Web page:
Then tie on the elastic and you have a mask to wear straight away – no need to wait for glue to dry! Note to add the elastic, poke it through the holes from the front and tie it behind the beard so when it is word, you can’t see the knots and there is less force on the edges of the holes.
Once the mask is finished, there is a reasonable bit of foam left over – certainly enough to keep my daughter happy with additional stickers to make something else with!
Do you like our fun Santa mask?
It’s a quick and easy kit to have in the cupboard to pull out when you need some brief entertainment – or if you need a quick costume for a Christmas party!
If you can’t find the kit to buy, you could just buy a sheet of foam to cut out the face and then some adhesive foam to cut out the beard, hat, etc – but you may want to find a pattern for that if your drawing skills are anything like mine!
* I purchased this set and receive no rewards (money or otherwise) for reviewing this kit – I have no contractual or business arrangements with Kmart.
So this isn’t really a Christmas post, but I thought it was something worth sharing anyway!
And who knows, maybe it will have an impact on this year’s Lego Advent Calendars as well…
I haven’t been able to find these on the main Lego site, the Lego Facebook page or at any online toy stores but at a toy fair in Germany, Lego has shown two new Lego characters in their City range. One is a boy in a wheelchair and one is a stay at home Dad (complete with pram and baby bottle!)
Having toys (as well as books and other media kids interact with) include the variety of human situations is important to my mind. For one thing, if kids can see themselves in their toys, they feel normal and accepted – why should all dolls be white skinned and blonde for example when there is such a range of skin and hair colours amongst us? Just like it’s ok for kids to see a Dad caring for a baby and non-nuclear family types.
And even for those kids who already represented by their toys, seeing other people represented helps those kids accept differences in real people, too. Teaching kids acceptance and tolerance is really important – and a key step towards peace.
As I said above, I can’t find the Lego online so I’m not sure when they will be generally available to purchase – hopefully they will be around in time for Christmas though. According to CNN, they will be released in June and hopefully that includes in Australia.
I also don’t know what the set is like, so it may not appeal to lots of kids (eg a wheelchair bound witness in a cop set will probably sell better than a wheelchair kid washing dishes!) but I hope we do get a number of disabled people turning up in general sets from now on.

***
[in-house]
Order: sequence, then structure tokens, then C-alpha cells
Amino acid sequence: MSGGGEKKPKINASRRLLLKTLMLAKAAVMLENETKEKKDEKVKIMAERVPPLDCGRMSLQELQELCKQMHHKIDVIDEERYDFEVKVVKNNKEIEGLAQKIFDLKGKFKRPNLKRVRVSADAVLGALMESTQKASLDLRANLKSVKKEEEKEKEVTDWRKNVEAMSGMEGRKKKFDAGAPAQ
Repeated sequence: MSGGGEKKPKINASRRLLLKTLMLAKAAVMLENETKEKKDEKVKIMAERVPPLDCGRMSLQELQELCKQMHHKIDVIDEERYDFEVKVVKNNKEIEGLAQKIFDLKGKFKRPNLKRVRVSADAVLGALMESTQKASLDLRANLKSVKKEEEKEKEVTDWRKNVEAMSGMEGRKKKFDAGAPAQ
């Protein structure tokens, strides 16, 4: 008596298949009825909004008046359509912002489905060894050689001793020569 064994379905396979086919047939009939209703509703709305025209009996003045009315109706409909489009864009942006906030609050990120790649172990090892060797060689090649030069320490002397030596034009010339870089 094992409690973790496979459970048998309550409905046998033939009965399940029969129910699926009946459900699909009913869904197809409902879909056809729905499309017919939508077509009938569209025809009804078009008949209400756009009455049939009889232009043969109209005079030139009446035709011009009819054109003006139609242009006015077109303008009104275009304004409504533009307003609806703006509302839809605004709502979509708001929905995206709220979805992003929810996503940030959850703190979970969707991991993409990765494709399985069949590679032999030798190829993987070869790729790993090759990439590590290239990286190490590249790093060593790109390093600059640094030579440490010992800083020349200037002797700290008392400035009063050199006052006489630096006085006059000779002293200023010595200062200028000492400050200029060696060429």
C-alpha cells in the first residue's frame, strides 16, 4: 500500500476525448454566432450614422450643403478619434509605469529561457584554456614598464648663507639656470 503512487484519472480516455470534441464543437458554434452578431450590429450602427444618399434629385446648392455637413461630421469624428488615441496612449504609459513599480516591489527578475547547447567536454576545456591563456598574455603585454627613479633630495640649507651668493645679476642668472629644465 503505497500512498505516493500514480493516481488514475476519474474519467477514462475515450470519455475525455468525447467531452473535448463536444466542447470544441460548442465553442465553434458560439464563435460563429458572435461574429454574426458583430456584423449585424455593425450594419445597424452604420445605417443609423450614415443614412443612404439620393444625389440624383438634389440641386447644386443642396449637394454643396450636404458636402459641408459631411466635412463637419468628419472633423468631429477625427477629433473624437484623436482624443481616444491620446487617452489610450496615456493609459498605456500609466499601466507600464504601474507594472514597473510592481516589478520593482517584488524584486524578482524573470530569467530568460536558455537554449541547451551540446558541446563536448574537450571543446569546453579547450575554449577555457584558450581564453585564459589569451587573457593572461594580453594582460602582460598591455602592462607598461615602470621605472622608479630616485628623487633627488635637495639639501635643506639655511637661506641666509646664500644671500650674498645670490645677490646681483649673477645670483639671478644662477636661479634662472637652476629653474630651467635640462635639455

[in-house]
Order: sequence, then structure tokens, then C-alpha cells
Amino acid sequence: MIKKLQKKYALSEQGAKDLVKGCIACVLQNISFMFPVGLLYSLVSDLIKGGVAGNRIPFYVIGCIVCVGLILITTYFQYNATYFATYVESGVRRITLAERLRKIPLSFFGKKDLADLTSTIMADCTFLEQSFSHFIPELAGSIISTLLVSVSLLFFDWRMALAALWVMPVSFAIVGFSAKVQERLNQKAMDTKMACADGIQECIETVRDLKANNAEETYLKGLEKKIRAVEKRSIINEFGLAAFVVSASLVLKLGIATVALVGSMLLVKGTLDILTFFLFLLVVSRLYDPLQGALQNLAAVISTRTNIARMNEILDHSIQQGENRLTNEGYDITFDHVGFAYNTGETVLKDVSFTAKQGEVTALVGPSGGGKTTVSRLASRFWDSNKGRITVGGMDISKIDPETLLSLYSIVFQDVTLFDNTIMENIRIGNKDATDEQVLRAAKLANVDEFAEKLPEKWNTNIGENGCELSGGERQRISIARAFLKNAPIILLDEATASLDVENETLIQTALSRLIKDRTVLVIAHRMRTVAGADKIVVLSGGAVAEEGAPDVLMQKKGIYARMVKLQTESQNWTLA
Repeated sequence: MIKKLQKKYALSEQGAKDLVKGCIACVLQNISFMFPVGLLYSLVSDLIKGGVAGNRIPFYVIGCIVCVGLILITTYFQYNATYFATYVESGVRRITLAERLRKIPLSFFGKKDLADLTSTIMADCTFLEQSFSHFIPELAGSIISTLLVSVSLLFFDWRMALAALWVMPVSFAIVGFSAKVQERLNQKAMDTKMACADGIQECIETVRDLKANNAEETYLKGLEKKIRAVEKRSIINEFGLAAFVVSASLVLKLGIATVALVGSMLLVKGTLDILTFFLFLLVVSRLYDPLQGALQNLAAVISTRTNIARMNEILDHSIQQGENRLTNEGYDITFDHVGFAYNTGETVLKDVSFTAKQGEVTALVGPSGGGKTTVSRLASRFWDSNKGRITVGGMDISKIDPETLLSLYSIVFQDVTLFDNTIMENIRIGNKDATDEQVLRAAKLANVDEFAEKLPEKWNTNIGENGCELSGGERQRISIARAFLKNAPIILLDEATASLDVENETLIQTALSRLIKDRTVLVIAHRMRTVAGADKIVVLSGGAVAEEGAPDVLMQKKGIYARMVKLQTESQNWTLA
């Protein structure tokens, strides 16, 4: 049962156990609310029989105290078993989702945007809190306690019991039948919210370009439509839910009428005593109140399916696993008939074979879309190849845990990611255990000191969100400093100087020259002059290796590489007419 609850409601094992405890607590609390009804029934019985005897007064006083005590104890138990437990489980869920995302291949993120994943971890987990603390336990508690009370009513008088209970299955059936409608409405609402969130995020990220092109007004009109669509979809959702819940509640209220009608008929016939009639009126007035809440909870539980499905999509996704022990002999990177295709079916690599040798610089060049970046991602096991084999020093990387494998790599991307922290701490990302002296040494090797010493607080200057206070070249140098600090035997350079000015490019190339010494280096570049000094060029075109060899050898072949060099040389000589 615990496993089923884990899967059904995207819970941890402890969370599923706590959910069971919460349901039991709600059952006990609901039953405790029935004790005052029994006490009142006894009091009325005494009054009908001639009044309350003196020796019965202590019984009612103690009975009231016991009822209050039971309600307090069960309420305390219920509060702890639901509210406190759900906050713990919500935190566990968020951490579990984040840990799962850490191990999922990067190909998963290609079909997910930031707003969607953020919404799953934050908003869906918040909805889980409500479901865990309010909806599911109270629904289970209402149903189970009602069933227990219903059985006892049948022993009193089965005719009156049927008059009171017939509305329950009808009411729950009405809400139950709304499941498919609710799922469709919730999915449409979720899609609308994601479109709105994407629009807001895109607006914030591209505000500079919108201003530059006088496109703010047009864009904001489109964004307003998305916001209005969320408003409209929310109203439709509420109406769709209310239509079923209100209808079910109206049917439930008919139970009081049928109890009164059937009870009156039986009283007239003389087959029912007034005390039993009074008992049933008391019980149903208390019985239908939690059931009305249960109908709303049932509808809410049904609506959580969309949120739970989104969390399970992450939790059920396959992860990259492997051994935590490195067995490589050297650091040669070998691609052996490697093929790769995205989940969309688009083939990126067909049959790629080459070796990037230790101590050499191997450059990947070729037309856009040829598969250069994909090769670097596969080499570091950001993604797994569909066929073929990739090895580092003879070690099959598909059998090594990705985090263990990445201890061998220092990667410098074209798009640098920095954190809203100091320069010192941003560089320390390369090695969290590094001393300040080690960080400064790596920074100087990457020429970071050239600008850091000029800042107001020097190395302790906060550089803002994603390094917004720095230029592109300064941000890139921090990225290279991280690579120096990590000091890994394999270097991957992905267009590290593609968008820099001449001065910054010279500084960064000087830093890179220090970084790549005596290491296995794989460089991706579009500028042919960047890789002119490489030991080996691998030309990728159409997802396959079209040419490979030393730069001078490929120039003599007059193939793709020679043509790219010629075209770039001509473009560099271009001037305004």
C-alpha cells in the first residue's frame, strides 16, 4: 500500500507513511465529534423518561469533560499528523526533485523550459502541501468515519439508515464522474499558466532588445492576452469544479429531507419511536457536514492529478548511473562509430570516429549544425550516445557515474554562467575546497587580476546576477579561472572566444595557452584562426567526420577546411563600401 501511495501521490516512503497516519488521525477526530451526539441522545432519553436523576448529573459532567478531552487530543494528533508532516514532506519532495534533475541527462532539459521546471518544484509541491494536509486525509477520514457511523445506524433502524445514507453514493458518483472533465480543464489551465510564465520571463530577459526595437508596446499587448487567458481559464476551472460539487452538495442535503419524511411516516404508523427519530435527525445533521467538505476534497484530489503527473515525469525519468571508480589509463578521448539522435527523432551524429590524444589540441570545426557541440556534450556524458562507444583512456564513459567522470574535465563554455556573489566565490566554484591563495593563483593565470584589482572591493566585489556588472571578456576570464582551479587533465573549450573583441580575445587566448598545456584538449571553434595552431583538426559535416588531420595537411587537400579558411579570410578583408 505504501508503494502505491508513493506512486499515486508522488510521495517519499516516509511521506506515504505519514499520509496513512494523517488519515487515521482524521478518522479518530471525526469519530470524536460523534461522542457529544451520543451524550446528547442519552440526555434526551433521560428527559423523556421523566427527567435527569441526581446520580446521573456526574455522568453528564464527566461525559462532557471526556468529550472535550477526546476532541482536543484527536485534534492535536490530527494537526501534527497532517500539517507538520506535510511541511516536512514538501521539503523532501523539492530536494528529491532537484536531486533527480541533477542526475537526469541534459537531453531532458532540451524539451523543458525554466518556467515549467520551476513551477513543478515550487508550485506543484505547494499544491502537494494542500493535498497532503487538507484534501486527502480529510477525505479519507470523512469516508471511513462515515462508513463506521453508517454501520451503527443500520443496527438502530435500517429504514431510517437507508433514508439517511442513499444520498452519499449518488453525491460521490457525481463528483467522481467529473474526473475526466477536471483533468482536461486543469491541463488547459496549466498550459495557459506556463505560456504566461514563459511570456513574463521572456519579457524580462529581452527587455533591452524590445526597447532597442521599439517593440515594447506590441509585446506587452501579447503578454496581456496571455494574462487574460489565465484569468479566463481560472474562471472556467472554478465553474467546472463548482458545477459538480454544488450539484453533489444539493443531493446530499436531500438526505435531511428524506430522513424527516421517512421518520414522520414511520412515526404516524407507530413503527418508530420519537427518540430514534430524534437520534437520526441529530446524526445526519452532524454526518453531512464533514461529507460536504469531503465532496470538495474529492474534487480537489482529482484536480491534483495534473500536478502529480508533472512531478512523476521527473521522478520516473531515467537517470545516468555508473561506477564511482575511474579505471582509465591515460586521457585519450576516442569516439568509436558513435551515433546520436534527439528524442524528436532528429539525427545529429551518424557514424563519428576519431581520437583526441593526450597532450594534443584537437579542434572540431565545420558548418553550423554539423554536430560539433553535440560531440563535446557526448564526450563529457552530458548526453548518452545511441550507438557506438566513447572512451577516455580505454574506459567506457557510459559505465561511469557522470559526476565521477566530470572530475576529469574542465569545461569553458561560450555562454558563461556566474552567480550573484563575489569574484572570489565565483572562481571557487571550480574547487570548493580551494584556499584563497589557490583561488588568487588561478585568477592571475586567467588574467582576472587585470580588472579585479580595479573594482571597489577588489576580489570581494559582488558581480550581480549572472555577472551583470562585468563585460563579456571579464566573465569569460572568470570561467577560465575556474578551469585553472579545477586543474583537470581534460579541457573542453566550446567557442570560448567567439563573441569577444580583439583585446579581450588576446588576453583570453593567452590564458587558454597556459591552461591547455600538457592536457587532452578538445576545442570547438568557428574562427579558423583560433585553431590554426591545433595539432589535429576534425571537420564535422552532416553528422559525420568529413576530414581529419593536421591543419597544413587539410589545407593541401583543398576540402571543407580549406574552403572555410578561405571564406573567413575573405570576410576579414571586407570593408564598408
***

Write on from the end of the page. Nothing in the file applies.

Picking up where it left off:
I won’t make a big fuss about the wheelchair; rather, I will just give the relevant set to my kids in the way I’d give them any other Lego to make the point it is normal.
I went for a walk yesterday and was surprised to see a roll of Christmas wrapping paper sticking out of a bin.
Obviously, being towards the end of February, I was surprised to see something Christmassy in the bin – I would have thought left over Christmas rubbish would be long gone by now!
But I was also surprised at someone throwing out a roll of wrapping paper – it seems like such a waste to me. It could easily be used to wrap presents next Christmas, so why throw it out?
Many people feel obliged to use new wrapping paper (that is, not so many reuse wrapping paper), but this was a new roll someone had put in the rubbish.
I guess if you like having all your gifts wrapped consistently each year, a small amount of one year’s paper may seem less useful for the next year. But there are other ways to use it…
So what do you do with left over rolls of wrapping paper after Christmas?
Do you have any other ideas on how to use up old wrapping paper if you don’t keep it for next year’s wrapping?
by Colin Buchanan
illustrated by Nick Bland
Scholastic Press, Lindfield, 2006
Obviously based on the traditional Christmas song, this book gives the words of Jingle Bells adapted for an Australian Christmas.
A drive through iconic Australia is a fun interpretation of the old Christmas song, Jingle Bells.
This was a fun read for me and my kids, and it is very much an Aussie version.
So instead of a sleigh racing over the snow, we get a rusty holden ute bumping over the sand with thongs, kangaroos, swaggies and an esky in the boot! I can’t help but read the words in the tune and smile as all the Aussie imagery unfolds.
The pictures in the book are gorgeous – simple and very evocative of Australia. I love the little details like a lizard frying an egg on a rock as it is a scorching Christmas Day.
A lot of fun, this book could be read or sung to the very young but it probably takes a mid-primary aged child to fully appreciate it.
Checking the Love Santa Facebook page, I came across a short video of various Christmas stars made out of Lego. I showed my children the video, too.
So we couldn’t resist making some Lego stars, too 🙂
This Lego star was created by Cassie’s nine year old…
and this one by Martin’s 10 year old daughter…
and this one was created by Jen’s almost-11-year-old son, Nick…
* Cassie, Jen and Martin shared these with us via Facebook